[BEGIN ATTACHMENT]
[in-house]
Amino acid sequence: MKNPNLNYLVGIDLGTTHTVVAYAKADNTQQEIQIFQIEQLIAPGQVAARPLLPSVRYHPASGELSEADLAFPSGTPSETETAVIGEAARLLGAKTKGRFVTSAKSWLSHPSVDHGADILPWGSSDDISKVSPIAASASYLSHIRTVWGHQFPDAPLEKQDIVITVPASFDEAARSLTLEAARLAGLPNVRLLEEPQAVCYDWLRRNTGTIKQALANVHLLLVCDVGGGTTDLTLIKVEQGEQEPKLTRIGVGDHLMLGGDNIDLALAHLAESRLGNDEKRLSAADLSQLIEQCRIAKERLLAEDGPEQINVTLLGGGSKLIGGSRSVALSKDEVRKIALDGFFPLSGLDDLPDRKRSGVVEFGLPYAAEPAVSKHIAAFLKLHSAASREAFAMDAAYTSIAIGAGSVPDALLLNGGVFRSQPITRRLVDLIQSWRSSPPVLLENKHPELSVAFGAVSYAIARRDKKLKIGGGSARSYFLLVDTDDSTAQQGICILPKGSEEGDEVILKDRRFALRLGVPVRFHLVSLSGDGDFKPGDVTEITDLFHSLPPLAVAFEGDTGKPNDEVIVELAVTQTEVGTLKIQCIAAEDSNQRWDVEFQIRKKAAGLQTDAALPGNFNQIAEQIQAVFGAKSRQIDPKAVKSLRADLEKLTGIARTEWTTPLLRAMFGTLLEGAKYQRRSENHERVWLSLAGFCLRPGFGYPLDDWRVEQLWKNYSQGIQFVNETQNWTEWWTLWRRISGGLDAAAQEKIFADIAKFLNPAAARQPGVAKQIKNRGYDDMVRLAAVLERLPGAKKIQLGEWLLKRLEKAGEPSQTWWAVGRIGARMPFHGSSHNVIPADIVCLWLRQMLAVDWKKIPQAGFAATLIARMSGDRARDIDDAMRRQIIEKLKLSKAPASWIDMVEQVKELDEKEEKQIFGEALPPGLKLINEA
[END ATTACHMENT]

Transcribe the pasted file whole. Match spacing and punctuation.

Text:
[in-house]
Amino acid sequence: MKNPNLNYLVGIDLGTTHTVVAYAKADNTQQEIQIFQIEQLIAPGQVAARPLLPSVRYHPASGELSEADLAFPSGTPSETETAVIGEAARLLGAKTKGRFVTSAKSWLSHPSVDHGADILPWGSSDDISKVSPIAASASYLSHIRTVWGHQFPDAPLEKQDIVITVPASFDEAARSLTLEAARLAGLPNVRLLEEPQAVCYDWLRRNTGTIKQALANVHLLLVCDVGGGTTDLTLIKVEQGEQEPKLTRIGVGDHLMLGGDNIDLALAHLAESRLGNDEKRLSAADLSQLIEQCRIAKERLLAEDGPEQINVTLLGGGSKLIGGSRSVALSKDEVRKIALDGFFPLSGLDDLPDRKRSGVVEFGLPYAAEPAVSKHIAAFLKLHSAASREAFAMDAAYTSIAIGAGSVPDALLLNGGVFRSQPITRRLVDLIQSWRSSPPVLLENKHPELSVAFGAVSYAIARRDKKLKIGGGSARSYFLLVDTDDSTAQQGICILPKGSEEGDEVILKDRRFALRLGVPVRFHLVSLSGDGDFKPGDVTEITDLFHSLPPLAVAFEGDTGKPNDEVIVELAVTQTEVGTLKIQCIAAEDSNQRWDVEFQIRKKAAGLQTDAALPGNFNQIAEQIQAVFGAKSRQIDPKAVKSLRADLEKLTGIARTEWTTPLLRAMFGTLLEGAKYQRRSENHERVWLSLAGFCLRPGFGYPLDDWRVEQLWKNYSQGIQFVNETQNWTEWWTLWRRISGGLDAAAQEKIFADIAKFLNPAAARQPGVAKQIKNRGYDDMVRLAAVLERLPGAKKIQLGEWLLKRLEKAGEPSQTWWAVGRIGARMPFHGSSHNVIPADIVCLWLRQMLAVDWKKIPQAGFAATLIARMSGDRARDIDDAMRRQIIEKLKLSKAPASWIDMVEQVKELDEKEEKQIFGEALPPGLKLINEA